If America allows disaster to befall its economy, it would be like Coca-Cola "poisoning its own drinks", according to the Nobel prize-winning economist, Robert Shiller. The Yale professor was one of three US stock market experts to receive the prestigious prize last week for insights into the role that stocks, bonds and property play in driving economics. Speaking to The Sunday Telegraph after his win, Shiller said that America had teetered on the brink of a disaster that could have seen the world's largest economy ruin its reputation.
"It would be losing a brand name, almost like Coca-Cola poisoning some of its bottles. The US brand name for government debt is [also] very strong - it would be the height of foolishness to damage it. It's also a matter of pride in the nation's integrity," he said. A default would shatter confidence that America would always repay its debts and unsettle a population already "more polarised than I have ever seen in my lifetime", he said. However, he argued that American investors were likely to regain confidence if negotiations to increase the country's borrowing limit go all the way to the new deadline of February 7.
The country was on course to breach its $16.7 trillion debt ceiling last Thursday until politicians in Washington agreed the temporary extension. "I think people know it is a show. People watch television a lot. They know when something is a show - they have an instinct," said Shiller. The celebrated economist, best known for predicting the dotcom bubble in 2000 and the housing crash seven years later, won his accolade for work demonstrating that stock markets are often driven by emotion. His price to earnings ratio, known as "Cape" (Cyclical Adjusted Price to Earnings), smooths earnings over a decade to capture lasting value in equities and has a global following.
Shiller is good-humoured and remarkably down to earth for an academic of his stature. He shares his prize with Lars Peter Hansen, a specialist in mathematical modelling, and - somewhat uncomfortably - with Eugene Fama, a Chicago professor who says stock markets are rational, and that investors can be relied upon to respond to facts. Shiller noted that Fama "doesn't believe in the concept of a bubble".
The trio were informed on Monday that they had received the Nobel prize, when Shiller had to dash out of the shower to take the call. Ever since, he has been deluged with emails. He was not altogether surprised, but did not expect to share the award with Fama. "That came as a complete surprise," he said. "It's a little bit like going on a vacation with some people with a very different religion. I'm imagining Muslims, but it could be Buddhists or Hindus. It's all fine, but there are certain basic issues which you don't bring up.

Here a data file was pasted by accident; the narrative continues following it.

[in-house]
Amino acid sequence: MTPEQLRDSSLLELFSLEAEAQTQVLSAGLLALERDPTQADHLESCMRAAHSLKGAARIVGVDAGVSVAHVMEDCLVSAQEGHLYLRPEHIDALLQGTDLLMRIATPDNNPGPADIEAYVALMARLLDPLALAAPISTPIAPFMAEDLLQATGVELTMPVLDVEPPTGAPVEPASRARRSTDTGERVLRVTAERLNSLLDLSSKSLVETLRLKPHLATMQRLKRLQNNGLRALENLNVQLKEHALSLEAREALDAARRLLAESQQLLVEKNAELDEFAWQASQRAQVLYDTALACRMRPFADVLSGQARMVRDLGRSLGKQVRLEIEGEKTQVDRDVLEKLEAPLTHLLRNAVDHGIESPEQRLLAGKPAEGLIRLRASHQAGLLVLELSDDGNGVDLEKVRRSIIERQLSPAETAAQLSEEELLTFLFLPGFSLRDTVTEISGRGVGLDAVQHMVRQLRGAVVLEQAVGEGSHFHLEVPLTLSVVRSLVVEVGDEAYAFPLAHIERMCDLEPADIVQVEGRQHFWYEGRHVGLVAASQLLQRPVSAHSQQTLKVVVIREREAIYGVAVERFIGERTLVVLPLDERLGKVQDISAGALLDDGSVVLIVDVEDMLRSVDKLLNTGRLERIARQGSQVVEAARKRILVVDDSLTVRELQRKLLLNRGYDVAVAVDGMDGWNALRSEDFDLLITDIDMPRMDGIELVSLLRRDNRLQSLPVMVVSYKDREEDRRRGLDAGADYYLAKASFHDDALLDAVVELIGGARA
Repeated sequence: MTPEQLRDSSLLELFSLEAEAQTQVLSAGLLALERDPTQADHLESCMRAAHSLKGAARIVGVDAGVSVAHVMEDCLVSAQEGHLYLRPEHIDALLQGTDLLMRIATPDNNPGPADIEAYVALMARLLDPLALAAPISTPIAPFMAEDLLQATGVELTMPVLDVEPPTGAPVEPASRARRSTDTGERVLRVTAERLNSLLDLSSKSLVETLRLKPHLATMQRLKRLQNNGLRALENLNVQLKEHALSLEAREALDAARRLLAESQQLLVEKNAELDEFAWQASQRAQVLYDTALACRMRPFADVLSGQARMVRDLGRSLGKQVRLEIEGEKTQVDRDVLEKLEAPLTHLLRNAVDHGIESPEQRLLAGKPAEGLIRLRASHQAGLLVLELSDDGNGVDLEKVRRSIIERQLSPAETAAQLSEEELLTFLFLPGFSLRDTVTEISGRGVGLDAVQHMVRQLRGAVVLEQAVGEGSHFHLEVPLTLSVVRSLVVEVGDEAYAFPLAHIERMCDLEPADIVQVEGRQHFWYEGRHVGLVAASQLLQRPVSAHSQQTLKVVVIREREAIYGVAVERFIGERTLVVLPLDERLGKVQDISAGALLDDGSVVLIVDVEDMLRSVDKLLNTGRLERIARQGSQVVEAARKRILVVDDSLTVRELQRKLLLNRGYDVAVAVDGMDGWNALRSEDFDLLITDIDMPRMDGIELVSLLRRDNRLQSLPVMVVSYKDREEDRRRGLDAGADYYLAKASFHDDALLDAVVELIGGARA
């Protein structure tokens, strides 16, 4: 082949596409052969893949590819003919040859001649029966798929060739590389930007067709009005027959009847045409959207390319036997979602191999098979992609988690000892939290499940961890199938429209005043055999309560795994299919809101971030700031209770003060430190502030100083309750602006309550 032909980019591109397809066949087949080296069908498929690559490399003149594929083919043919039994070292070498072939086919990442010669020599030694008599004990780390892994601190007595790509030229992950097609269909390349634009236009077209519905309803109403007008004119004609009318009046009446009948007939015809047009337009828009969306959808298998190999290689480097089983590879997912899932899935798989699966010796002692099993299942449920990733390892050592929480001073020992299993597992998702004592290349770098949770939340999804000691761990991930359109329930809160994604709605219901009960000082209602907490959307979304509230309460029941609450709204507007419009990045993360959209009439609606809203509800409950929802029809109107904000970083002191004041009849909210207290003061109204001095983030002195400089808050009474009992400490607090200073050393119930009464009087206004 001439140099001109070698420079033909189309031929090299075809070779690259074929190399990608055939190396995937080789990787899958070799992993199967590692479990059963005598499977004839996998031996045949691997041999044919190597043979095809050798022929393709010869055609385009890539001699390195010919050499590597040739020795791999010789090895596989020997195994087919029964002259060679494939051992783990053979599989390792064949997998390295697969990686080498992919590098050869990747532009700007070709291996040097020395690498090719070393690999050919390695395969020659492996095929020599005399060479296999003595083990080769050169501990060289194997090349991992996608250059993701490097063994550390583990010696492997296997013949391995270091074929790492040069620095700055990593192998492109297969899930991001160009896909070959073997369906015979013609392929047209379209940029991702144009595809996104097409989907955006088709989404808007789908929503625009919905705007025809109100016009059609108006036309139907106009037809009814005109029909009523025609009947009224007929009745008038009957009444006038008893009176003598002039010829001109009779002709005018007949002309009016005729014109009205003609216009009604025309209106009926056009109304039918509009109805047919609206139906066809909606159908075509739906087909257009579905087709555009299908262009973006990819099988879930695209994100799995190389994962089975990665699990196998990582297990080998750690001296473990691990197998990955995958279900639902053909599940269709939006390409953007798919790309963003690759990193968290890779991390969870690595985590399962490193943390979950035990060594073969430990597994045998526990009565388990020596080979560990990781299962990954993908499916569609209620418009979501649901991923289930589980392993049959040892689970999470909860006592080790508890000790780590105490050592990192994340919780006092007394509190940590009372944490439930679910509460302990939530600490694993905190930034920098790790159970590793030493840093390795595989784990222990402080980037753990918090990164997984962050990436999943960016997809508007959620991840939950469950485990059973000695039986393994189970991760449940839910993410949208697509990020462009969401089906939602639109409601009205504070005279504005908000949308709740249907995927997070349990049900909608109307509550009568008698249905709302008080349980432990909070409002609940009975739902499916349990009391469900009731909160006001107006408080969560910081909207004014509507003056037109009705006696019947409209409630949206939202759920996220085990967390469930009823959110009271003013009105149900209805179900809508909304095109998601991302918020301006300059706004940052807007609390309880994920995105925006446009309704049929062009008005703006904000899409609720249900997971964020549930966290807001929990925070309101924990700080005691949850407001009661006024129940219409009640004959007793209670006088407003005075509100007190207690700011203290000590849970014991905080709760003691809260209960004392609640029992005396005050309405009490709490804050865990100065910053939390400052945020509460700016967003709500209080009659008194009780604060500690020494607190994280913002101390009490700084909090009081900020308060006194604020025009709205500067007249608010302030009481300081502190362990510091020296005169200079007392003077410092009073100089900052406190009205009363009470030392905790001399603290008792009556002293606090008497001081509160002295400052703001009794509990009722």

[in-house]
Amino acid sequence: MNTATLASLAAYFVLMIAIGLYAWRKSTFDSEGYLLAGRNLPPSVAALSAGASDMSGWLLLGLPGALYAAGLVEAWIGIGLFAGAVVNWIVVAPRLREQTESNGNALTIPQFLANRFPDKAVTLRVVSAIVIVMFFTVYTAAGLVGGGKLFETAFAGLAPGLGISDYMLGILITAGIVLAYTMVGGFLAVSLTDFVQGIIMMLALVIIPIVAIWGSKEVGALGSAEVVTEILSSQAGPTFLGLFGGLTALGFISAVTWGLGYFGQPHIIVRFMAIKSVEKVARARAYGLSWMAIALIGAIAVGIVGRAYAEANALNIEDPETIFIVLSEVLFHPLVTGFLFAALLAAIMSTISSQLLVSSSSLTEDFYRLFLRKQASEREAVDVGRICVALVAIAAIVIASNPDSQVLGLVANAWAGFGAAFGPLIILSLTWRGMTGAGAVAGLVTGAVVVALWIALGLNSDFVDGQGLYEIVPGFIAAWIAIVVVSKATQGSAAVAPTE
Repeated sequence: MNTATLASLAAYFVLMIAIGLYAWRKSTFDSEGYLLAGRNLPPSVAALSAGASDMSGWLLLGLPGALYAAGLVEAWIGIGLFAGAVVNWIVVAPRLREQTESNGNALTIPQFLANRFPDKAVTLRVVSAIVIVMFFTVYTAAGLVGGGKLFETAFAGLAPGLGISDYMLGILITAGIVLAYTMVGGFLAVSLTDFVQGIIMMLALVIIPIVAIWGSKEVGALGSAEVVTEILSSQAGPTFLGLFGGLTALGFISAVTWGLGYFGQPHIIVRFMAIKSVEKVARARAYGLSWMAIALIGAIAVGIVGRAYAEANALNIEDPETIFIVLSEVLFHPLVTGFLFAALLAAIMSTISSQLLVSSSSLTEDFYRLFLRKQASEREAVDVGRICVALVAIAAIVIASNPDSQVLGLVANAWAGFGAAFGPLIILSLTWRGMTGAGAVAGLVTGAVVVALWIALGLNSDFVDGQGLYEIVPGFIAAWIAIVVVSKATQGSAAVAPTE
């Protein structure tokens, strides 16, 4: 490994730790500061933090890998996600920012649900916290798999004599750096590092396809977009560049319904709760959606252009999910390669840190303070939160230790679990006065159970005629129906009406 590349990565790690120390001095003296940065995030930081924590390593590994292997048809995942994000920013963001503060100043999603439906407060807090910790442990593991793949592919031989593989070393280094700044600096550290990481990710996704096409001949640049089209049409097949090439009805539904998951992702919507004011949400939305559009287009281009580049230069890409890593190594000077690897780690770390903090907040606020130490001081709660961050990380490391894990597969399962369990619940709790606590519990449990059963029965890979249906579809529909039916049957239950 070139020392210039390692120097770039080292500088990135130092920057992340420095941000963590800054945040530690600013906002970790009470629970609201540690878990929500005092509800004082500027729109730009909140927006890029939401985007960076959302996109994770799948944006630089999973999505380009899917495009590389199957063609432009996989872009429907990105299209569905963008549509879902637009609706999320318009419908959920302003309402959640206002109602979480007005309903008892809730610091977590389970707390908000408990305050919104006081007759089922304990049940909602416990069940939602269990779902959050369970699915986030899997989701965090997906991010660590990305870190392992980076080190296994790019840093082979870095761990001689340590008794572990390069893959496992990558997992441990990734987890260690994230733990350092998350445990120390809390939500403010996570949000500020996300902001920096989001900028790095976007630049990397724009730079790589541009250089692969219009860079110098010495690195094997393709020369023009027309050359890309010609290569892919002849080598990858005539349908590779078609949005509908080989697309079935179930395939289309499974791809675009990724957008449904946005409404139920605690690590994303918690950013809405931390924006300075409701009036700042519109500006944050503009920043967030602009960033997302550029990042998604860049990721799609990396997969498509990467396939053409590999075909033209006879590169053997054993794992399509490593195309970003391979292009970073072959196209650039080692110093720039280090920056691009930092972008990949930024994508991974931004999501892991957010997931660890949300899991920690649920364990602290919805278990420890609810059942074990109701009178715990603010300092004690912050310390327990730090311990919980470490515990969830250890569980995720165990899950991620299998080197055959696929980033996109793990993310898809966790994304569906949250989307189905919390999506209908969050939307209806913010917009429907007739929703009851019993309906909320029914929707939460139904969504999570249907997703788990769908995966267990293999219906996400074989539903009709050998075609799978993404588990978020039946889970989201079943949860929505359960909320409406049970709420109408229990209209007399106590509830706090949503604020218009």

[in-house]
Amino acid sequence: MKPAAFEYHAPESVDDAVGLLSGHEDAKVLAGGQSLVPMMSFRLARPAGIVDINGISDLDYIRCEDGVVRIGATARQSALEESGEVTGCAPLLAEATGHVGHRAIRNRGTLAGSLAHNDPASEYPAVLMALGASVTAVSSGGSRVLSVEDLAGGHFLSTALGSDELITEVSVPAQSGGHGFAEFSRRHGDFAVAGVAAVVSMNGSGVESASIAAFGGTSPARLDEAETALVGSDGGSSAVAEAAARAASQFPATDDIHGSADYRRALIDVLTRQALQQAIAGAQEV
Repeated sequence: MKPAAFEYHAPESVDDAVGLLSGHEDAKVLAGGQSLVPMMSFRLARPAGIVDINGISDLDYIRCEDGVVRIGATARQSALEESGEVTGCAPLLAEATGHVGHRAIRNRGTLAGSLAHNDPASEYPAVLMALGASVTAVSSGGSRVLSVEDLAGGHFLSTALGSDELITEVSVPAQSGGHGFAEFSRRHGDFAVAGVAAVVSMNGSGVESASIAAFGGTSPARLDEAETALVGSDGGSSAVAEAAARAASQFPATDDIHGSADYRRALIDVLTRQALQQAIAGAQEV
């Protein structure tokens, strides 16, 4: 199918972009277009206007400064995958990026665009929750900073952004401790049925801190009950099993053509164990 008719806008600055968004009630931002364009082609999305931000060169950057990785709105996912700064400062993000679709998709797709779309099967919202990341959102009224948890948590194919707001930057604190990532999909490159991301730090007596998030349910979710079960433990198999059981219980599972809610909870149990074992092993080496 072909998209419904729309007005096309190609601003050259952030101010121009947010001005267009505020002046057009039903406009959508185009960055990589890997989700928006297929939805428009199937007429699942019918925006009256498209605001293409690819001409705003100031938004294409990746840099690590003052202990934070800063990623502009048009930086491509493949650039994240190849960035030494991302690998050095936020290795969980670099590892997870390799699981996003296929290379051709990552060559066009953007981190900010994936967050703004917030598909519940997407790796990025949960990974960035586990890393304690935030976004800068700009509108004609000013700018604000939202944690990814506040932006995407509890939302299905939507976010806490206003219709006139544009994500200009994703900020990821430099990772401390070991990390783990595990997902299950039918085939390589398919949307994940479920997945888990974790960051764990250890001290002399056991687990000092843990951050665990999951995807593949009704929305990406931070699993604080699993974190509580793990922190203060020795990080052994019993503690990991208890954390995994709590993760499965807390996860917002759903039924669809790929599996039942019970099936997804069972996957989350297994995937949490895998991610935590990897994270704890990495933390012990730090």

"The fact that value stocks outperform, [Fama] doesn't see as a sign of any irrationality. He sees it as a sign that there are certain risk premia. It is almost like religious people put a certain slant on everything they do. I always say, 'That's fine. I'll humour you. Whatever you say.'" Fama might not believe in bubbles, but Shiller does. At the moment, he is concerned that there is another housing crash on its way, including in Britain.
"There has been a change in public attitudes towards real estate, particularly owner-occupied homes, which makes the market more speculative," he said. "Once people think the market is volatile, then they are vulnerable to panic buying or panic selling, and it makes the market more volatile. It's a self-fulfilling prophecy. "Home prices were depressed by foreclosures, and we have run through a lot of those and prices have gone up a little bit. It seems like there is a 'flipping' opportunity right now." Historically, one of the most surprising jumps in house prices was in 1943, Shiller said.
The Second World War was still raging and many economists feared the US would slip back into the Great Depression. The American public thought differently. They expected a return to "sunny days", with an influx of returning soldiers needing homes. Their political predictions were a little premature, but the logic was fundamentally sound. House prices rose and continued to rise for many years.
Although he won his prize for empirical analysis, Shiller said he remains instinctive as an economist. "Sir Alfred Marshall, the great British economist, said 100 years ago that economics is not an exact science. The problem is, it's about people. When you try to forecast something, you are trying to predict what someone is going to do. I don't think you can exactly." He has high regard for Janet Yellen, the soon-to-be chairman of the Federal Reserve, for paying close attention to human behaviour. Indeed, the pair know each other well. Shiller has co-authored books with her husband, George Akerlof, another Nobel laureate. "It's almost like she's my sister-in-law," said Shiller.
"The thing about Janet and her husband is that they're such nice people. They're considerate and they don't seem to care about money or wealth. "I think it's good to have a woman in that job - it'll be a nice change. Women are more people-oriented. Maybe I'm repeating a stereotype, but it seems that way."
Shiller also credits the influence of another woman, his psychologist wife, Ginny. She has helped to inform his focus on "story stocks", where hype can obscure fundamental value. The recent performances of the "ultimate story stock", Apple, and its peers have stoked fears of another dotcom crash. Shiller does not appear too concerned. His gauge shows the S&P 500 is 24.1 points - or 46.1pc - overvalued, higher than before the 1987 crash. Even so, he does not expect the bull run to end yet.
"It could keep going up for years," he said. "Under our Cape ratio, it is just at something like half of its peak in 2000." Shiller has his money in the energy, healthcare and industrial sectors. But he admitted: "I'm not the best investor. I'm too busy."